FIG. 6B illustrates the average mean intensity of fluorescence of 20 μg/mL of Cy-3 IgG with and without blocking buffer. Also, in order to determine the effectiveness of blocking buffer, 4% BSA+0.05% Tween 20 was added to one column of the chip and incubated for 10 minutes after which Cy-3 IgG was added. In the other column only Cy-3 IgG was added to check the effectiveness of blocking buffer. Both the columns were washed with washing buffer (PBST) for three times, after which the fluorescence intensity was measured. FIG. 6B shows that the blocking buffer effectively blocks the paper since minimal fluorescence can be seen in the columns where Cy-3 IgG was added after the blocking buffer.

It was observed that once BCIP/NBT was added to the chip, the substrate system starts producing an insoluble diformazan end product that is purple in color and can be observed visually. The color intensity significantly increases with time and it starts fading away after a while. To know the optimum time for the incubation and scanning, ELISA of IgG (1 ng/mL-1 μg/mL) was done in chip, and the chip was scanned every 5 minutes, after 10 minutes of addition of BCIP/NBT.

FIG. 7 is a graph shows the average brightness value as measured by ImageJ for different IgG concentration (PBS, 1 ng/mL, 10 ng/mL, 100 ng/mL and 1 μg/mL) at different time (10-45 minutes) after addition of the substrate BCIP (5-bromo-4chloro-3-indoyl-phosphate)/NBT (nitro blue tetrazolium). As seen from FIG. 7, color develops up to 25 minutes, after which the color starts fading away. Also, higher signal/noise ratio (the noise is derived from the column with PBS which don't contain IgG) can be seen at 25 minutes. Thus, 25 minutes incubation time was considered optimum and the chip was scanned after 25 minutes in subsequent experiments.

For IgG detection assay, the primary Antibody, IgG (0.1 ng/mL-100 μg/mL in 10 mM, pH 8.0 PBS) was introduced in the chip from different inlet holes in the first layer of the chip. After the chip was incubated with primary antibody for 10 minutes, the unreacted paper surface was blocked with Bovine Serum Albumin (4% BSA w/v in PBS+0.05% Tween 20) for another 10 minutes. After that, it was washed with washing buffer, PBST (10 mM, pH 7.4 PBS+0.05% Tween 20). Following washing, anti-rabbit IgG-Alkaline phosphatase (29 μg/mL) was added. It was then incubated for another 7 minutes, followed with washing by the washing buffer for three times. Finally, the substrate for the alkaline phosphatase, i.e., BCIP/NBT (Nitroblue tetrazolium+5-bromo, 4-chloro, 3-indoyl phosphate) was added. NBT is used with the alkaline phosphatase substrate BCIP in western blotting and immunohistological staining and immunoassay procedures. These substrate systems produce an insoluble NBT diformazan, end product that is blue to purple in color and can be observed visually. After 10 minutes, different layers of chip were separated applying pressure at the joints and the middle layer was scanned with scanner after another 15 minutes.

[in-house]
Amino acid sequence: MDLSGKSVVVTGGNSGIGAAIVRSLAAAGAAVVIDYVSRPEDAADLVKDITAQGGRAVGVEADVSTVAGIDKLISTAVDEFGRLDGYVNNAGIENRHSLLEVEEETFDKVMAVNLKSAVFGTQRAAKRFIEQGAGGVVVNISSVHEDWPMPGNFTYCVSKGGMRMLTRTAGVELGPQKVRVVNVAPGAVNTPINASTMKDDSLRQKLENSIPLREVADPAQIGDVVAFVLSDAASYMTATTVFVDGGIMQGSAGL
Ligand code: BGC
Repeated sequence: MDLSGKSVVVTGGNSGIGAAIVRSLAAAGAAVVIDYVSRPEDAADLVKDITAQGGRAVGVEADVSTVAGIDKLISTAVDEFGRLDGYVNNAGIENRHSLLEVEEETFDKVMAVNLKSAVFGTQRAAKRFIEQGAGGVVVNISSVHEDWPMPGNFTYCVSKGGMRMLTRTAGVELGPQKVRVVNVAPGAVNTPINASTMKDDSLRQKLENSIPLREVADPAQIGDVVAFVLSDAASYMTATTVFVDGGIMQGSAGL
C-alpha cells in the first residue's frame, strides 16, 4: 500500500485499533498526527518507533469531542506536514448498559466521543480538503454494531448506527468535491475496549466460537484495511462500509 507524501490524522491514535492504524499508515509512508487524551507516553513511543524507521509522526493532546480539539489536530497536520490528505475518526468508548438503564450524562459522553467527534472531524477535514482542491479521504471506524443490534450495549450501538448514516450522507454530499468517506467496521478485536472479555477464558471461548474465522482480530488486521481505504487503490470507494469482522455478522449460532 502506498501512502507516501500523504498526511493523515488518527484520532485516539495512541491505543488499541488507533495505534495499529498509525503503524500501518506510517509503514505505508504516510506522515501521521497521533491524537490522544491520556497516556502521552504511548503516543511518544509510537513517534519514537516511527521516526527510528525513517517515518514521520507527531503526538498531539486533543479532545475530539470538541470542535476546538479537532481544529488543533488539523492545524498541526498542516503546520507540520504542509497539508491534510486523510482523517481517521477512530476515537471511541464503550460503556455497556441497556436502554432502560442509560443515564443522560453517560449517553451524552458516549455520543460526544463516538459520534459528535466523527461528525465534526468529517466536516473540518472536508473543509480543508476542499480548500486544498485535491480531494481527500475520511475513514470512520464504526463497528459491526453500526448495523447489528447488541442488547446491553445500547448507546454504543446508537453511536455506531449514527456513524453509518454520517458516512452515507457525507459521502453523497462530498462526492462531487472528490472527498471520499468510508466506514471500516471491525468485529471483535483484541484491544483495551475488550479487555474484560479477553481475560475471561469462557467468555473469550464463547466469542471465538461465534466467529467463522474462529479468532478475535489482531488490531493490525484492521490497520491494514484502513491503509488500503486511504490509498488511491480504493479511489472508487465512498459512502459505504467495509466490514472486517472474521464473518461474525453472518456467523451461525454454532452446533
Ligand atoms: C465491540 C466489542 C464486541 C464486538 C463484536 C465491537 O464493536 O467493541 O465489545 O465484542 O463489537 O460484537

Signal intensities of the scanned images were quantified using ImageJ. FIG. 8 Calibration curve for the detection of IgG on a chip (A) Sigmoidal curve of IgG over a concentration range of 1×102 pg/mL to 1×108 pg/mL; (B) Enzymatic converted substrate in different columns of the chip with concentration; (a) 100 μg/mL, (b) 10 μg/mL, (c) 1 μg/mL, (d) 100 ng/mL, (e) 10 ng/mL, (f) 1 ng/mL, (g) 0.1 ng/mL, and (h) 0 ng/mL (PBS). FIG. 8A shows the calibration curve of IgG over a concentration range of 1×102 pg/mL to 1×108 pg/mL. A sigmoidal curve (FIG. 8A) was observed over the whole detected concentration range, while the linearity lies between 1×103 pg/mL to 1×107 pg/mL, which illustrates typical immunoassay characteristics. FIG. 8B, shows the increasing brightness value as the concentration goes on decreasing from 100 μg/mL to 0.1 ng/mL (left to right) and blank on the rightmost column, which can be seen through the naked eyes.